Overseas shipments, which account for about 15 percent of the economy, rose 31.2 percent to $16.34 billion from a year earlier, after gaining 23.5 percent in June, the government said in a statement in New Delhi today. Imports increased 48.1 percent to $27.14 billion, widening the trade deficit to a record $10.8 billion.
India is pursuing trade agreements with other countries to boost sales of its goods abroad as accelerating inflation and slowing growth crimps spending by customers in the U.S., Asia's biggest overseas market. Rising exports may help companies sustain production, which has been hurt by the fastest inflation in 16 years and higher borrowing costs.
India last week completed free-trade talks with the 10- member Association of Southeast Asian Nations aimed at lowering or eliminating tariffs on products. Indian Trade Minister Kamal Nath said he expects the agreement to increase trade between India and Southeast Asia to $50 billion by 2010 from the present $38 billion.
India's average export growth in the seven months to July rose to 26 percent, almost double the average of 13.7 percent a year earlier.
Indian exports are rising as companies switch to new destinations to counter slowing demand from its biggest markets in the European Union and the U.S. They are also selling new goods such as medicines, auto parts and petroleum products.
The U.S. share of India's total exports declined to 13 percent in the 12 months to March, compared with 15 percent a year earlier, according to the latest breakdown of overseas sales from the central bank.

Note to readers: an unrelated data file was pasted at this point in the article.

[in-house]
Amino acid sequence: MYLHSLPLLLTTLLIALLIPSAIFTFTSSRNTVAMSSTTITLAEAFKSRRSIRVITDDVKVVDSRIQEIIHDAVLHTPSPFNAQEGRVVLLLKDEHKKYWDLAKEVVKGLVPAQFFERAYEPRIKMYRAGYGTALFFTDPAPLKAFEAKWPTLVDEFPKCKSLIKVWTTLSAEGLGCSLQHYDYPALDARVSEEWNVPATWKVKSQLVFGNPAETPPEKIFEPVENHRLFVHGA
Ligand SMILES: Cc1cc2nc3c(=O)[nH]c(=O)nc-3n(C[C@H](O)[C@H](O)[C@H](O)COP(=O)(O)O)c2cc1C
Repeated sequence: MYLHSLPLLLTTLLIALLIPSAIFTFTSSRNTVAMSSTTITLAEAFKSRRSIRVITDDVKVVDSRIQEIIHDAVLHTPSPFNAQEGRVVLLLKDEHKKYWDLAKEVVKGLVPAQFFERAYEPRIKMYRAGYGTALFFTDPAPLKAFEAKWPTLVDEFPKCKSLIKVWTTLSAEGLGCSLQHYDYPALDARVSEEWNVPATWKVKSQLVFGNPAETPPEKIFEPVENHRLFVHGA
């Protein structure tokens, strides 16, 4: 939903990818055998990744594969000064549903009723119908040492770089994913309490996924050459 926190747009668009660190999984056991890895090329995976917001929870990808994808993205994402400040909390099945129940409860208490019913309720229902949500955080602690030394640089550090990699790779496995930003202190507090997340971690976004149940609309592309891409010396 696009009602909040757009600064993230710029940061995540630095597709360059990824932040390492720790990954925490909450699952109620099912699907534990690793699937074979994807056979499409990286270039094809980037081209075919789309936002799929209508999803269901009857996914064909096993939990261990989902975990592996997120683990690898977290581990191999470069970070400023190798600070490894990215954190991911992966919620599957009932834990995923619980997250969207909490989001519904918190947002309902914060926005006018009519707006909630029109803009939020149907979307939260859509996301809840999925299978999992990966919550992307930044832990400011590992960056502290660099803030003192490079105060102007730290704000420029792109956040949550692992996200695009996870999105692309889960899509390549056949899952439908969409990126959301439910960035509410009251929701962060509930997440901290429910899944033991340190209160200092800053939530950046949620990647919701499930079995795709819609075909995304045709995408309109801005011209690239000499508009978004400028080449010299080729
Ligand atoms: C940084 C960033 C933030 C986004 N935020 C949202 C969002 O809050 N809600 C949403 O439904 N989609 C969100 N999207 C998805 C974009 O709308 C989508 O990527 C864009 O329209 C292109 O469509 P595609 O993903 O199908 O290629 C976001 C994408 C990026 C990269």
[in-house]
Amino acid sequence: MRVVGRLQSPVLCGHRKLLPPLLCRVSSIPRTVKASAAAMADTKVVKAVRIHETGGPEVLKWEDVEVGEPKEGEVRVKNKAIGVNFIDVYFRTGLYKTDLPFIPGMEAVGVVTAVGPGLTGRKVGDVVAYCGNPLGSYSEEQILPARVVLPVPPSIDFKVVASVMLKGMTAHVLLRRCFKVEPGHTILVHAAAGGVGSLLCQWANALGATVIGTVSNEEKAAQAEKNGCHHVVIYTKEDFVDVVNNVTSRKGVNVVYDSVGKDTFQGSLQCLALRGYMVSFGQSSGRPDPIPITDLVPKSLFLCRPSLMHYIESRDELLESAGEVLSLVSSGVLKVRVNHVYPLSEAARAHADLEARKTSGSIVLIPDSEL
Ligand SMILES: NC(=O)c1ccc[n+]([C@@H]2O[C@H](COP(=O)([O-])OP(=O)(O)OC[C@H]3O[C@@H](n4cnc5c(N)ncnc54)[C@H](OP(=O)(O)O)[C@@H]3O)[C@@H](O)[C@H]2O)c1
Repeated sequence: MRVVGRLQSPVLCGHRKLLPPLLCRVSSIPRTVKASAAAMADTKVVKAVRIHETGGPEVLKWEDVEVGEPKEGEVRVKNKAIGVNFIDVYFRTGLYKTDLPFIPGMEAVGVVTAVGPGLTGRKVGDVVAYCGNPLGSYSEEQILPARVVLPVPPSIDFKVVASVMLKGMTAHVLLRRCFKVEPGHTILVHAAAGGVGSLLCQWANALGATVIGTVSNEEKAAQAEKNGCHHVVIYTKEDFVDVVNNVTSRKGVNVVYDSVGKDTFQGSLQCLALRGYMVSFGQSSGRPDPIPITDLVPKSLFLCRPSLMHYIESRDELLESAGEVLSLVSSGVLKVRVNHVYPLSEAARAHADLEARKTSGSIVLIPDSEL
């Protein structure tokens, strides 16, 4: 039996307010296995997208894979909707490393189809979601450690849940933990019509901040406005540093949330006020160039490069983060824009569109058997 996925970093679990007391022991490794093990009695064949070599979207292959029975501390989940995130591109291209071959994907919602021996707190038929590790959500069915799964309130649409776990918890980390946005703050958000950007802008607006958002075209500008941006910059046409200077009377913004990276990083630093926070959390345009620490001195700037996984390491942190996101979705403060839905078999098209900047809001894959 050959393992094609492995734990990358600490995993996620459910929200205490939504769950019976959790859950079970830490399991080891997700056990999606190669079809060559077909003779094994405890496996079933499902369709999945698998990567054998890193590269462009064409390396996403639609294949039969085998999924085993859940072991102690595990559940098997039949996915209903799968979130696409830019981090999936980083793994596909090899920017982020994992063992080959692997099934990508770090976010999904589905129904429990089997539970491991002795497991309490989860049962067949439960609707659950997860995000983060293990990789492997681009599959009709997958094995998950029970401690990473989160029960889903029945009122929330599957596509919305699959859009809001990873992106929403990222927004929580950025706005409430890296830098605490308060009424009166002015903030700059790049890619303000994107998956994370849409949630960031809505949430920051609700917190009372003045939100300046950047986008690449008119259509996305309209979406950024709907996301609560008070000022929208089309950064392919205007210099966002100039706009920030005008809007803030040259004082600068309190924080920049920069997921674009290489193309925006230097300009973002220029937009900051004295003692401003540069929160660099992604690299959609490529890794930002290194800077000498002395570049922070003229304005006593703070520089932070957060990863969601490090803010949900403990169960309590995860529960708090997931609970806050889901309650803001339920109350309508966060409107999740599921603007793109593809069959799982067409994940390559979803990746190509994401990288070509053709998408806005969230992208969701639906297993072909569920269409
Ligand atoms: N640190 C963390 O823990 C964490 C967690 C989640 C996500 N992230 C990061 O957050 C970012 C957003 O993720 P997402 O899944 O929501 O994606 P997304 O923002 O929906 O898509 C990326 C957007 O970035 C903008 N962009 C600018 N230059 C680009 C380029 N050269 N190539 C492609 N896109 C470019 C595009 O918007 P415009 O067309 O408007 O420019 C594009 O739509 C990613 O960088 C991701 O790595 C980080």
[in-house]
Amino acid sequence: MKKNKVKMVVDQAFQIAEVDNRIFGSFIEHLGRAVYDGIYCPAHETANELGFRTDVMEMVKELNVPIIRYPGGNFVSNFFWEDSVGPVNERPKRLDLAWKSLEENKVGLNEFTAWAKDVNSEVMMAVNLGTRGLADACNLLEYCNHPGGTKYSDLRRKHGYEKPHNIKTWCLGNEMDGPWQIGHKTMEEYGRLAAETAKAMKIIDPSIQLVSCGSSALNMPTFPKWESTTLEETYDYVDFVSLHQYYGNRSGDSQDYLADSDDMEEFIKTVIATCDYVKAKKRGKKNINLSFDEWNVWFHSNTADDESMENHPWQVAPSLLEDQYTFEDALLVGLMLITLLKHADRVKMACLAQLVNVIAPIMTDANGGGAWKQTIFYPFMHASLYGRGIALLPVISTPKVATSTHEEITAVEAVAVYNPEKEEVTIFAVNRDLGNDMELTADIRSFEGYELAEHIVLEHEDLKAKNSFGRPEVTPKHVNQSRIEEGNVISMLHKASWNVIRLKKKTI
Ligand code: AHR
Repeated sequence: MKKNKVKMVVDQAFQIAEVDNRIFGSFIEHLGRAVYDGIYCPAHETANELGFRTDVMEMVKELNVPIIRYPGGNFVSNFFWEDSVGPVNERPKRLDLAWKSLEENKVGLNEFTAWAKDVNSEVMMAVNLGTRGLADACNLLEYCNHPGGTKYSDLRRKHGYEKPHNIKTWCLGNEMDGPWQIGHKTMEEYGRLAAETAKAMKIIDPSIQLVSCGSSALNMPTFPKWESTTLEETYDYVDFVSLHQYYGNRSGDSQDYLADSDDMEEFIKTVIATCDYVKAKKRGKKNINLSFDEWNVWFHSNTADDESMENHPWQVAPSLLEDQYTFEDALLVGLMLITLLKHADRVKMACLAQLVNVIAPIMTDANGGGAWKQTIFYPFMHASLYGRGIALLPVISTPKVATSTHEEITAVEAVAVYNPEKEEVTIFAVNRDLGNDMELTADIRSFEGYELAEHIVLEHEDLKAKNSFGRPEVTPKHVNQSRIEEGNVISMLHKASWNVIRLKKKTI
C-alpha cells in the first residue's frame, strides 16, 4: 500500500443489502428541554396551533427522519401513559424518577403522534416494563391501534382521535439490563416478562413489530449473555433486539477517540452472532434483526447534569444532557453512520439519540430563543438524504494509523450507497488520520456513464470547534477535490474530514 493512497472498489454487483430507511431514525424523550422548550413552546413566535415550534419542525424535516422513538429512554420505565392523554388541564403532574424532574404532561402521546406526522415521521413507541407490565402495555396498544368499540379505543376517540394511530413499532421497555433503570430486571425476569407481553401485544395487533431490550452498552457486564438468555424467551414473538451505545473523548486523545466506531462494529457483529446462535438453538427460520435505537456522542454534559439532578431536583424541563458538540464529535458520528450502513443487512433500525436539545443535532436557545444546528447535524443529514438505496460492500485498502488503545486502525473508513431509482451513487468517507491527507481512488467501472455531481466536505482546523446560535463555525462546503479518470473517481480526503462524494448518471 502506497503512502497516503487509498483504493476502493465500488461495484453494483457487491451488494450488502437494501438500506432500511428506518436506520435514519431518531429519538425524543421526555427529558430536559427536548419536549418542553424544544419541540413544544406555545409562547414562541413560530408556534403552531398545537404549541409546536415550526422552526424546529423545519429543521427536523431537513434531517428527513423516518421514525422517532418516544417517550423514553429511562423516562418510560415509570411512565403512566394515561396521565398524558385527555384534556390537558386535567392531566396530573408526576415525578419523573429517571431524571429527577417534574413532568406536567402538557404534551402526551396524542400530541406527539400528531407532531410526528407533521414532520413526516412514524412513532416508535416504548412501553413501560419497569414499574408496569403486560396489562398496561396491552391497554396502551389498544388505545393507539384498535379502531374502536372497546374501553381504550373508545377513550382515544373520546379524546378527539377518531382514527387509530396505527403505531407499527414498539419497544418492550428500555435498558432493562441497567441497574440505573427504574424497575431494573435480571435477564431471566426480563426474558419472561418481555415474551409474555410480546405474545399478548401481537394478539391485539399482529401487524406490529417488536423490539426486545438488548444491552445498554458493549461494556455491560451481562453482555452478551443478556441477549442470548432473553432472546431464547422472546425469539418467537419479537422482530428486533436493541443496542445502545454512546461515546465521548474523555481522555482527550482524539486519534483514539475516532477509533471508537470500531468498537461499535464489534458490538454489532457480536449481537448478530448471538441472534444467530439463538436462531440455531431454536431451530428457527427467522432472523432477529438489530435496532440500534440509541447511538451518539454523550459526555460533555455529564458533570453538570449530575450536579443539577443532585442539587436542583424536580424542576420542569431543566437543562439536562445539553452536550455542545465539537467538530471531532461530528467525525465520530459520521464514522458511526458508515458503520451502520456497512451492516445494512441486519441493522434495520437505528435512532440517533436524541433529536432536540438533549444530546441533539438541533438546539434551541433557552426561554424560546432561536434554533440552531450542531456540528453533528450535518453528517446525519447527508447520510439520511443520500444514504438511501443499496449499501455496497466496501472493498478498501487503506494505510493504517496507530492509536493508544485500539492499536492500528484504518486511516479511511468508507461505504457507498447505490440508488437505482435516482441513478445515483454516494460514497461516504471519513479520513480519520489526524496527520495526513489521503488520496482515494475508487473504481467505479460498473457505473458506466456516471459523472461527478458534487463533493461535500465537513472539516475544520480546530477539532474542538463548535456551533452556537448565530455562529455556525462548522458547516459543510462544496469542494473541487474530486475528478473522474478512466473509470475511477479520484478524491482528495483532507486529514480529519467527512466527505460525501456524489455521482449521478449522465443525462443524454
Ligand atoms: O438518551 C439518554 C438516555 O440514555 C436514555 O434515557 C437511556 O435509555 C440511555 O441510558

In the same period, shipments to Asian countries increased to 42.3 percent, compared with 39.5 percent, according to the Reserve Bank of India. India gives a more detailed analysis of exports five months after the initial data.
Growth in exports during the 12 months to March 31 this year was helped by a diversification of sales in terms of composition and destinations, the central bank said in a report last month.
Exports in the four months ended July 31 rose 24.6 percent from a year earlier to $59.2 billion, today's report showed. Imports rose 34.2 percent to $100.4 billion. That brings the trade deficit to $41.22 billion, compared with $27.35 billion in the same period a year earlier.
Trade Minister Nath has set a target to more than triple India's share of world trade to 5 percent by 2020 from the current 1.5 percent. India is targeting exports of $200 billion in the fiscal year that started April 1, 25.8 percent more than $159 billion in the previous year.
India's oil imports in July rose 69.3 percent to $9.5 billion as refiners paid more for crude oil purchased overseas. India relies on imports of oil for three-quarters of its energy needs. Non-oil imports gained 38.7 percent to $17.66 billion.